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clinmed/2003020003v1 (April 1, 2003)
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Maternal blood rheology and pregnancy induced hypertension

J.B. Robins, M. Woodward, G.D.O. Lowe, P. McCaul, H. Cheyne, and J.J Walker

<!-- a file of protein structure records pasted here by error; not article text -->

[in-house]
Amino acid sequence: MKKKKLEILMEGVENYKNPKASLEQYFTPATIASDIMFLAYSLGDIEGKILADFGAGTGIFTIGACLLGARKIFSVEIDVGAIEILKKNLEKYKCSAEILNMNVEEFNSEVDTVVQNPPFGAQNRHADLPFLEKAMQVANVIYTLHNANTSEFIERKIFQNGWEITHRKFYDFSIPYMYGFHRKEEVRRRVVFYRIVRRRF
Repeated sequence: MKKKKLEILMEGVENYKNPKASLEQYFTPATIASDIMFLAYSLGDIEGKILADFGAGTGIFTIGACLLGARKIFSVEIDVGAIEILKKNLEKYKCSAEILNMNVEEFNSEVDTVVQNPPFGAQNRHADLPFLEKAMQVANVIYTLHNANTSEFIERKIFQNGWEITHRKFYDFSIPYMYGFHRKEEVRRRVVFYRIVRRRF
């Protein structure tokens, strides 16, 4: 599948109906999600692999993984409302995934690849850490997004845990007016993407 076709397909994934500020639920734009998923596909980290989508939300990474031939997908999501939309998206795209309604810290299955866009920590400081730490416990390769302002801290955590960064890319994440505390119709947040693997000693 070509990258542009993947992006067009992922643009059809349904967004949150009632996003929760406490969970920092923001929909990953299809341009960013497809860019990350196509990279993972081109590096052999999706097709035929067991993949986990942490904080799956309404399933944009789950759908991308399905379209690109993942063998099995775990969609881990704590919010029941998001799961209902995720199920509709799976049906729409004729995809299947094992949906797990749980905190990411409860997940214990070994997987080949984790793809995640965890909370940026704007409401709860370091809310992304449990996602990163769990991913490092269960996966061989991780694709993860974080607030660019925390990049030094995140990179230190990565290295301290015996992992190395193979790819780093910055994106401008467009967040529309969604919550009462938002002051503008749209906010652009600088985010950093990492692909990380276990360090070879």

Objective: This study evaluates the relationship between the first trimester assessment of maternal rheology and the subsequent development of pregnancy induced hypertension. Design: Prospective observational study. Setting: Glasgow Royal Maternity Hospital, Scotland Population: From an original population of 744 consecutive antenatal attendees a total of 579 women were booked in at less than 14 weeks gestation. The main study group is a further subset comprising 251 primigravid women booking with a singleton pregnancy without essential hypertension. Previously published data from a group of non-pregnant women of similar age drawn from the same local community was used for external comparison. Methods: Blood samples were collected at the booking visit, from which fibrinogen, red cell aggregation, haematocrit and plasma, whole blood, relative and corrected viscosities were recorded. Information was obtained from the case notes in retrospect starting approximately one year after the first patients had first been recruited into the trial. Main Outcome measures: The overall outcome of the pregnancies was noted with particular reference to PIH, birth-weight, antepartum haemorrhage, pre-term labour, perinatal death, condition at delivery and neonatal complication. Results: Pregnancy induced hypertension is associated with a significantly raised mean blood viscosity and fibrinogen at time of booking. All significance disappears after adjustment for smoking, diastolic blood pressure and age. Viscosity is, however, only marginally non-significant, (p0.07). Conclusions: Blood rheology, in particular blood viscosity and fibrinogen, may play a predictive role in the development of pregnancy-induced hypertension. When combined with measurement of diastolic blood pressure at booking, these measurements could be used to calculate a risk score for the development of PIH, allowing targeting of antenatal care. Further data is required.